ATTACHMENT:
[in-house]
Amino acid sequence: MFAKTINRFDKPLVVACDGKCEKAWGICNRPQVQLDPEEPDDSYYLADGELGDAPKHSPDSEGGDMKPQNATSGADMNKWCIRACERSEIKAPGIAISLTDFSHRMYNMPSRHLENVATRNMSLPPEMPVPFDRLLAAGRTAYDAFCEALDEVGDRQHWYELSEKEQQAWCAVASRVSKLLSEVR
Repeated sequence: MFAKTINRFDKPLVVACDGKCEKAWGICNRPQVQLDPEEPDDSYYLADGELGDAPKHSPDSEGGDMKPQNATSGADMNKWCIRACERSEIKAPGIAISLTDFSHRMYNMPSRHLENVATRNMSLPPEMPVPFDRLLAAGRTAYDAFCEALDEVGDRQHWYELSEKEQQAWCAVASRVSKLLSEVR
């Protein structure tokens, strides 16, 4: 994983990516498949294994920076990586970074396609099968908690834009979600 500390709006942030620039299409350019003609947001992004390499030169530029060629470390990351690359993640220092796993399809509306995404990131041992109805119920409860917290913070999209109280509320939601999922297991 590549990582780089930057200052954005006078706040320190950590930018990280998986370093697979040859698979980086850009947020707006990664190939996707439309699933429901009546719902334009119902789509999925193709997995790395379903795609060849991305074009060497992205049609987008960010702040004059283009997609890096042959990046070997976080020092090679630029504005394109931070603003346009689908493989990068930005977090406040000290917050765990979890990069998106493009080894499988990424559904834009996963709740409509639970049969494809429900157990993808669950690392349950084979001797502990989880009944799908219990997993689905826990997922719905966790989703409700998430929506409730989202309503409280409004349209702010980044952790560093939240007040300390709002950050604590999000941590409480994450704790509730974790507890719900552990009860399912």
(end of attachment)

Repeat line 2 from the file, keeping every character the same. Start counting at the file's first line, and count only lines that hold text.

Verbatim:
Amino acid sequence: MFAKTINRFDKPLVVACDGKCEKAWGICNRPQVQLDPEEPDDSYYLADGELGDAPKHSPDSEGGDMKPQNATSGADMNKWCIRACERSEIKAPGIAISLTDFSHRMYNMPSRHLENVATRNMSLPPEMPVPFDRLLAAGRTAYDAFCEALDEVGDRQHWYELSEKEQQAWCAVASRVSKLLSEVR